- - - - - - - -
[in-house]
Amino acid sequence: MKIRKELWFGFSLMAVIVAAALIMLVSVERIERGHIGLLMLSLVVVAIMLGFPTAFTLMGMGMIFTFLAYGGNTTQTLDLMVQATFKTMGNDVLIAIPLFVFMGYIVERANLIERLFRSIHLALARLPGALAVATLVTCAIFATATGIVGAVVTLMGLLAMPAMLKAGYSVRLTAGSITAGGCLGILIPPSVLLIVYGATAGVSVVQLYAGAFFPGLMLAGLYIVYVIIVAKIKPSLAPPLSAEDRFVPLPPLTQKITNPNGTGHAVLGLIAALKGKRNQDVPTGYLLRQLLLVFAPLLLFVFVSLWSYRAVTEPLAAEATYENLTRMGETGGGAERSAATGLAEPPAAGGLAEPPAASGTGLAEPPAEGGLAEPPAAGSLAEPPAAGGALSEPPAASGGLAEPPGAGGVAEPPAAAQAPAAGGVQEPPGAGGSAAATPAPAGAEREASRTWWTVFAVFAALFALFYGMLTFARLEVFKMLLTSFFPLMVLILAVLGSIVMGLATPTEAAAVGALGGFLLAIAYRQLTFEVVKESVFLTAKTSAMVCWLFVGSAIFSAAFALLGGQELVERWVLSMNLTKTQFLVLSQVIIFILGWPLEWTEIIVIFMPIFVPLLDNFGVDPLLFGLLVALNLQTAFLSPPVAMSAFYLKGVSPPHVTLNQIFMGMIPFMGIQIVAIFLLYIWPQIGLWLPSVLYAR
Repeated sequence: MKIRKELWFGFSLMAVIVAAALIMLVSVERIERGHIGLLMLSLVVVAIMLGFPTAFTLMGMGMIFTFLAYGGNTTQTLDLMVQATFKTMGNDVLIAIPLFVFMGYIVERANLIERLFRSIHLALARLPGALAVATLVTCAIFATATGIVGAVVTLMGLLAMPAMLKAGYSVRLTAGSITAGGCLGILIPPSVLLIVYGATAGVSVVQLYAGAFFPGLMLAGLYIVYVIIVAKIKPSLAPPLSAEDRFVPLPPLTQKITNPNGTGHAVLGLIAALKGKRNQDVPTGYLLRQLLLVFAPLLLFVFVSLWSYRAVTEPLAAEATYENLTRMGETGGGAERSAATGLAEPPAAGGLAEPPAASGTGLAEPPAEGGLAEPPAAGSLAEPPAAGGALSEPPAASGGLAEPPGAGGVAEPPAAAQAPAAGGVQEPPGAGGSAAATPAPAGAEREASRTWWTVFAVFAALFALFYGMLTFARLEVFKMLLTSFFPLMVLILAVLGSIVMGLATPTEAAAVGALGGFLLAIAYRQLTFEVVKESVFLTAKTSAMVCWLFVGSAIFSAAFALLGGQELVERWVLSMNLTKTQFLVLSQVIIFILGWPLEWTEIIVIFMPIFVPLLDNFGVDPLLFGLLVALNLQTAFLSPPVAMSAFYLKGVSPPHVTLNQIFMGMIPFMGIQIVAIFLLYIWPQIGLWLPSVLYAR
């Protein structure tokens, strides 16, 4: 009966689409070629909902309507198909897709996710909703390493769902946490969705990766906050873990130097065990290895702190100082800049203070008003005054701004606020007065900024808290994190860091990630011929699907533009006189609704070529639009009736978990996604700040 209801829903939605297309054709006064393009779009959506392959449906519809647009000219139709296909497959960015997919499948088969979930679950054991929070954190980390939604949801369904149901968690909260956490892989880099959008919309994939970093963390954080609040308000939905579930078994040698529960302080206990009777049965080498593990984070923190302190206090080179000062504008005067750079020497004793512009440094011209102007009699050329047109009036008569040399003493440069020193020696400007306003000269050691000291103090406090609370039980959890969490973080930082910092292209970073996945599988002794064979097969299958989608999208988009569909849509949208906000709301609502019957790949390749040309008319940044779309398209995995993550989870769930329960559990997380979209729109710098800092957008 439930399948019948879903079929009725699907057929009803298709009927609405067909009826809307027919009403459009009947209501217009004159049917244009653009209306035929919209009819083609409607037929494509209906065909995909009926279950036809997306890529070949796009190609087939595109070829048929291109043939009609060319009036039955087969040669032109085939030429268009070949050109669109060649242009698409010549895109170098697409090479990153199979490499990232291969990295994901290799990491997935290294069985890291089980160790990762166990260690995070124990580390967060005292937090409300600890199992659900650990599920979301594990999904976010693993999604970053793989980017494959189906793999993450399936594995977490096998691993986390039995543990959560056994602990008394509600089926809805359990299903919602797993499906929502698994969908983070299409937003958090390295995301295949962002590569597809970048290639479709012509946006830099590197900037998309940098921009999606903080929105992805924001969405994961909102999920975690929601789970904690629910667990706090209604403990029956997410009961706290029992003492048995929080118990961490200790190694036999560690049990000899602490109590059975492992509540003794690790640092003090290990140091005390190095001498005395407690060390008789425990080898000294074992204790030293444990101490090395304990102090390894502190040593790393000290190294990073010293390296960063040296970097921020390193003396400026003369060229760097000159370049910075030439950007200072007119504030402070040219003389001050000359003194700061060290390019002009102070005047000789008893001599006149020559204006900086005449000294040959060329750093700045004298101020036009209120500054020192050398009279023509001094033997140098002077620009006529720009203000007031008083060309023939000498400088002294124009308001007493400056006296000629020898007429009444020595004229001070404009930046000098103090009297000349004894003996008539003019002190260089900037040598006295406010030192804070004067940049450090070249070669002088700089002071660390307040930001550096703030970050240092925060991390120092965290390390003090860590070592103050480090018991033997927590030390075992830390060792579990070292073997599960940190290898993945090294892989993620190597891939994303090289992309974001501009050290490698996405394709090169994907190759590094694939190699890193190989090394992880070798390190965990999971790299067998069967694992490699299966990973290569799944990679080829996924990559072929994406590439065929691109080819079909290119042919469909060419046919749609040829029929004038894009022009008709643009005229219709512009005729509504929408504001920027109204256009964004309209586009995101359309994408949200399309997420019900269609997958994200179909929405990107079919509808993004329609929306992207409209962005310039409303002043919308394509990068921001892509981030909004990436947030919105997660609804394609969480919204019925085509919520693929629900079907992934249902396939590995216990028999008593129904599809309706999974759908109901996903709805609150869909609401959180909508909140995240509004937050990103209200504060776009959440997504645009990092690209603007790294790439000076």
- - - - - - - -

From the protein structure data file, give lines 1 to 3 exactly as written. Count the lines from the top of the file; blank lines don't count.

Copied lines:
[in-house]
Amino acid sequence: MKIRKELWFGFSLMAVIVAAALIMLVSVERIERGHIGLLMLSLVVVAIMLGFPTAFTLMGMGMIFTFLAYGGNTTQTLDLMVQATFKTMGNDVLIAIPLFVFMGYIVERANLIERLFRSIHLALARLPGALAVATLVTCAIFATATGIVGAVVTLMGLLAMPAMLKAGYSVRLTAGSITAGGCLGILIPPSVLLIVYGATAGVSVVQLYAGAFFPGLMLAGLYIVYVIIVAKIKPSLAPPLSAEDRFVPLPPLTQKITNPNGTGHAVLGLIAALKGKRNQDVPTGYLLRQLLLVFAPLLLFVFVSLWSYRAVTEPLAAEATYENLTRMGETGGGAERSAATGLAEPPAAGGLAEPPAASGTGLAEPPAEGGLAEPPAAGSLAEPPAAGGALSEPPAASGGLAEPPGAGGVAEPPAAAQAPAAGGVQEPPGAGGSAAATPAPAGAEREASRTWWTVFAVFAALFALFYGMLTFARLEVFKMLLTSFFPLMVLILAVLGSIVMGLATPTEAAAVGALGGFLLAIAYRQLTFEVVKESVFLTAKTSAMVCWLFVGSAIFSAAFALLGGQELVERWVLSMNLTKTQFLVLSQVIIFILGWPLEWTEIIVIFMPIFVPLLDNFGVDPLLFGLLVALNLQTAFLSPPVAMSAFYLKGVSPPHVTLNQIFMGMIPFMGIQIVAIFLLYIWPQIGLWLPSVLYAR
Repeated sequence: MKIRKELWFGFSLMAVIVAAALIMLVSVERIERGHIGLLMLSLVVVAIMLGFPTAFTLMGMGMIFTFLAYGGNTTQTLDLMVQATFKTMGNDVLIAIPLFVFMGYIVERANLIERLFRSIHLALARLPGALAVATLVTCAIFATATGIVGAVVTLMGLLAMPAMLKAGYSVRLTAGSITAGGCLGILIPPSVLLIVYGATAGVSVVQLYAGAFFPGLMLAGLYIVYVIIVAKIKPSLAPPLSAEDRFVPLPPLTQKITNPNGTGHAVLGLIAALKGKRNQDVPTGYLLRQLLLVFAPLLLFVFVSLWSYRAVTEPLAAEATYENLTRMGETGGGAERSAATGLAEPPAAGGLAEPPAASGTGLAEPPAEGGLAEPPAAGSLAEPPAAGGALSEPPAASGGLAEPPGAGGVAEPPAAAQAPAAGGVQEPPGAGGSAAATPAPAGAEREASRTWWTVFAVFAALFALFYGMLTFARLEVFKMLLTSFFPLMVLILAVLGSIVMGLATPTEAAAVGALGGFLLAIAYRQLTFEVVKESVFLTAKTSAMVCWLFVGSAIFSAAFALLGGQELVERWVLSMNLTKTQFLVLSQVIIFILGWPLEWTEIIVIFMPIFVPLLDNFGVDPLLFGLLVALNLQTAFLSPPVAMSAFYLKGVSPPHVTLNQIFMGMIPFMGIQIVAIFLLYIWPQIGLWLPSVLYAR